If you have bad credit and need a loan, tractor financing with a low interest rate and a manageable installment plan could be complex but not impossible.  

Farm Equipment Loan

Farms across the country are responsible for keeping agricultural production safe, consistent, and strong. To do that, farmers must be able to access the latest advances in farm technology. There are many financial resources that farmers rely on to modernize their work, and among them are farm equipment loans. 

Farm equipment loans provide critical financing to farmers to buy equipment. These are typically short-term installment loans that can last up to seven years. You pay for them through a monthly or weekly installment plan. 

“The majority of producers will leverage some financing for purchasing farm equipment either [utilizing] installment loans or leases,” said Ryan Steenblock, director of marketing for the U.S. and Canada at John Deere Financial. “A major benefit is the ability to preserve cash flow. You don’t have to invest all the capital upfront.” 

Farm Equipment Loan Options 

Since farm equipment loans are secured loans that are backed by the equipment itself, borrowers typically have two options:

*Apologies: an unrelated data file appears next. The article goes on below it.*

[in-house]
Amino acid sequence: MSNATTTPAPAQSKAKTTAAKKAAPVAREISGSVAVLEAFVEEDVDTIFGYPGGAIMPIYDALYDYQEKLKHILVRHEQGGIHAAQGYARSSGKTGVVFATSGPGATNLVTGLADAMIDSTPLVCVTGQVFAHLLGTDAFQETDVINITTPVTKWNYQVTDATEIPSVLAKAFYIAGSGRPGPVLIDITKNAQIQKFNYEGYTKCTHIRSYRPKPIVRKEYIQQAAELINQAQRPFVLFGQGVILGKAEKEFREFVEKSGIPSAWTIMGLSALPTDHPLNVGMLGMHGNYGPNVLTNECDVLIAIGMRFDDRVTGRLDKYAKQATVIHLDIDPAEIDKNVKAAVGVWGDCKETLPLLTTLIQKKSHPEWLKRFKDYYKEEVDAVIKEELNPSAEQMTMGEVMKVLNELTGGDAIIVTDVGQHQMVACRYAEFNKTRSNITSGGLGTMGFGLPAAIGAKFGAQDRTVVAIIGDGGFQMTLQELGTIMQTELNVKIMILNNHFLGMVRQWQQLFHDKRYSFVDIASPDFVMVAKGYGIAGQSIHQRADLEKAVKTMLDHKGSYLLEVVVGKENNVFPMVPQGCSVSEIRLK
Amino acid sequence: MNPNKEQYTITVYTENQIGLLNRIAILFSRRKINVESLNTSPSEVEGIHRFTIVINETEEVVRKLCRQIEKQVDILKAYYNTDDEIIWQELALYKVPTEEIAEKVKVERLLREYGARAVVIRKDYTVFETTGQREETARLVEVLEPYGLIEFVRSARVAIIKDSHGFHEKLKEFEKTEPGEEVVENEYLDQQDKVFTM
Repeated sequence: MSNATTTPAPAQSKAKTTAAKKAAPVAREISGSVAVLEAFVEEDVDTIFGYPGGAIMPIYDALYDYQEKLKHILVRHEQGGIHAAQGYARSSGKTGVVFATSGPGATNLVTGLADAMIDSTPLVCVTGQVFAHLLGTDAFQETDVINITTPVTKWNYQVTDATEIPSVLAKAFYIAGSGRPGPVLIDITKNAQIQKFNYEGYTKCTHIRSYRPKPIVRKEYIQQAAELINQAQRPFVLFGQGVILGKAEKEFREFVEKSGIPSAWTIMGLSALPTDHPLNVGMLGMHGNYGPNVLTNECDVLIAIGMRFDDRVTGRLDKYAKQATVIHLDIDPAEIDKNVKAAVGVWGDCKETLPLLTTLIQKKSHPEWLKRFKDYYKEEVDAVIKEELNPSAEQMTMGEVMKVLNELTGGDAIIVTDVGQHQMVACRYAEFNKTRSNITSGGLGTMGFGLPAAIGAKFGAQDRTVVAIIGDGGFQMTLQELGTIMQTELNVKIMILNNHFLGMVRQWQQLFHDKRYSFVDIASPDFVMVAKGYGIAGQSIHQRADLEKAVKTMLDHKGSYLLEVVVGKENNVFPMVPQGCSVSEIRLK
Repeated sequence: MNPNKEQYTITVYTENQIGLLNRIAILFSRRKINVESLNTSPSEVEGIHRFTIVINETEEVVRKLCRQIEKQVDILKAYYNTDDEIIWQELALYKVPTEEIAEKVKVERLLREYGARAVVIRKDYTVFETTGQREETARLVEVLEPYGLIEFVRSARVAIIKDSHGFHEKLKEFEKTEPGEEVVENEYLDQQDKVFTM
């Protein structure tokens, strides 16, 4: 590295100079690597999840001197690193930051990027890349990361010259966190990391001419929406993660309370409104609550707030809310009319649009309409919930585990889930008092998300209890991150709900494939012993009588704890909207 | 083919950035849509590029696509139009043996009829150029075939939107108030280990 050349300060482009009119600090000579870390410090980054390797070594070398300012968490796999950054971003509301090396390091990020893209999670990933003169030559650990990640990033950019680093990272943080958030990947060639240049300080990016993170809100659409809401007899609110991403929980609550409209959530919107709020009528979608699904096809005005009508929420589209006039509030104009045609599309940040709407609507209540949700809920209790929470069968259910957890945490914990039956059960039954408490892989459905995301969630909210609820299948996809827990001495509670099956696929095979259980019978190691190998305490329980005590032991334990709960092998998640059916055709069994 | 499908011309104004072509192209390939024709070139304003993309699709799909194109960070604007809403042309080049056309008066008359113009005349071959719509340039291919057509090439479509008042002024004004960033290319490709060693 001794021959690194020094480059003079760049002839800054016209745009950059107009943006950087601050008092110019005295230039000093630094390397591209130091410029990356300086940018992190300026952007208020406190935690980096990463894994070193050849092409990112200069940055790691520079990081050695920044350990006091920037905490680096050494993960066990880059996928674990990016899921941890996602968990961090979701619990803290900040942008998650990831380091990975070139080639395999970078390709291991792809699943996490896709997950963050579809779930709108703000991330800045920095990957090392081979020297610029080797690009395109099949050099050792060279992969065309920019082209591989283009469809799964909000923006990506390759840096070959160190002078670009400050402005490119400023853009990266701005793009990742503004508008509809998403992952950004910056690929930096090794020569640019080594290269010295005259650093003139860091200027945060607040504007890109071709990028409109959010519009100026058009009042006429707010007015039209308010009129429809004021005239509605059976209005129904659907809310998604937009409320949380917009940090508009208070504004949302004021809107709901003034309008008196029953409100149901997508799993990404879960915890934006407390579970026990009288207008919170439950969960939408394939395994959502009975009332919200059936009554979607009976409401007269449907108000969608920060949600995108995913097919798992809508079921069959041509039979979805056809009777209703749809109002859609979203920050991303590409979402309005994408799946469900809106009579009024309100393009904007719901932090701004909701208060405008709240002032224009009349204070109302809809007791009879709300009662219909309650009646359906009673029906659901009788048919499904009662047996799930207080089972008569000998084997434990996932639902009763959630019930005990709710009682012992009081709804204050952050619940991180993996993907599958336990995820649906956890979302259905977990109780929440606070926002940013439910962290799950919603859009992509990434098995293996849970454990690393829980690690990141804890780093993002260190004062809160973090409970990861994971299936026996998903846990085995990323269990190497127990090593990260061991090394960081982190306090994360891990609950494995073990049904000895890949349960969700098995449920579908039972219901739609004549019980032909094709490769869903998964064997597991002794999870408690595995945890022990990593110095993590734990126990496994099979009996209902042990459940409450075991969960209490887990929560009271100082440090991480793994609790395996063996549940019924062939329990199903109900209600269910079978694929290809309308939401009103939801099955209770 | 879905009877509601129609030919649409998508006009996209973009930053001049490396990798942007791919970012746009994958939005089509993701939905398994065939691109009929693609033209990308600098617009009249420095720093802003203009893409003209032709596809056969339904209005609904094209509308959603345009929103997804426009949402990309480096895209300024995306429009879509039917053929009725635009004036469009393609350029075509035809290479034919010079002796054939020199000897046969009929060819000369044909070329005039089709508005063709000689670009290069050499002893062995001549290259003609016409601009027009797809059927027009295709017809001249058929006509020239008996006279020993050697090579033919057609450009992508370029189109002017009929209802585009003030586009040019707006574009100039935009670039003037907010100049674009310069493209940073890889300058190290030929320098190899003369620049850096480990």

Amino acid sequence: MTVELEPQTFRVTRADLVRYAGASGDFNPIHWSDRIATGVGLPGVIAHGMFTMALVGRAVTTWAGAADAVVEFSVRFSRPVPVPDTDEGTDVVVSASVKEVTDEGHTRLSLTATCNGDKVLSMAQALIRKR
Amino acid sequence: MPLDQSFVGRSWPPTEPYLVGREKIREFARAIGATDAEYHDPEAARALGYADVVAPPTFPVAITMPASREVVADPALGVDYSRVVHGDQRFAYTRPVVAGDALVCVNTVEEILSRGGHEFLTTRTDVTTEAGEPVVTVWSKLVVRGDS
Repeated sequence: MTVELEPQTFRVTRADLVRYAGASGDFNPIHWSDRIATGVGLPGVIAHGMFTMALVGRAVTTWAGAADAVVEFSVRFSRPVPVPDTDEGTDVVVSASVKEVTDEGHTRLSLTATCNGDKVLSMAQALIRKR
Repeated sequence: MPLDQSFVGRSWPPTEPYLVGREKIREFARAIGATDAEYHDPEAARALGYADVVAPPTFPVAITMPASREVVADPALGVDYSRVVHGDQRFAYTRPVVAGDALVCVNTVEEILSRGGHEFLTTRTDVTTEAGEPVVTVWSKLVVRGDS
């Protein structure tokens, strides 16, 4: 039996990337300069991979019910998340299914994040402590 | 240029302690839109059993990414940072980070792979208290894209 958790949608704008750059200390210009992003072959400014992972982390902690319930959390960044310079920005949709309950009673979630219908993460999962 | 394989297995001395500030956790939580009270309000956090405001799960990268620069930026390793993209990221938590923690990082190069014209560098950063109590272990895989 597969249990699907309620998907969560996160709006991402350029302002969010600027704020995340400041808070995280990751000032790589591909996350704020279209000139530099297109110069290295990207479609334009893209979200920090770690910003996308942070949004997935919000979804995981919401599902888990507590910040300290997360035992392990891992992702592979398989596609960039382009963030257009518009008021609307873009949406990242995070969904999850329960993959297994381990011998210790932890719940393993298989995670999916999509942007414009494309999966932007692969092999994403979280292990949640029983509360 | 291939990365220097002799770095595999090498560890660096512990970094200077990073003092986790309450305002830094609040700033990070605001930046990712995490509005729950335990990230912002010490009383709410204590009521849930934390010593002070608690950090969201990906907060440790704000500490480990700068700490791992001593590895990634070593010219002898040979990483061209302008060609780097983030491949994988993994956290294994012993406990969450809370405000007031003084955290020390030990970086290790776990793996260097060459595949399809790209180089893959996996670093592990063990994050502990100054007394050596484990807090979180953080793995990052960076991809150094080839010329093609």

Financing: With the financing option, the equipment belongs to the borrower at the end of the loan term (if you pay off the loan, of course). Financing also makes it possible for you to apply any applicable tax credits to your business’s taxes.

And since the borrower essentially “owns” the equipment under the terms of the lease, they can also build equity, which can positively impact your credit score.

Leasing: In a lease, the borrower will give the equipment back at the end of the loan. They can also opt to make a balloon payment to cover any difference in the value of the equipment and the loan amount. 

Leases are ideal if you only need the equipment for a short time. Additionally, leases allow the farmer to get rid of old equipment and lease new equipment to optimize their production.  

When choosing between leasing and financing something like a tractor, the timeline of approval and funding can be very important. This is especially true if you need to replace a tractor quickly to help with critical farm work.

“Most farm equipment lenders can loan up to a quarter-million dollars the same day as you apply,” said Kevan Wilkinson, a digital content manager at Balboa Capital. “Banks require collateral, and in most cases, they also require a lot of financial paperwork dating back two or three years, and a higher credit score.”

These options are great for people who have good credit. But if your credit score is low and you need a tractor or other large farm equipment, what options are available to you? 

USDA Farm Loan 

For a person with bad credit, the options for a traditional loan for tractor financing can be limited. However, you may want to consider a farm loan from the United States Department of Agriculture (USDA).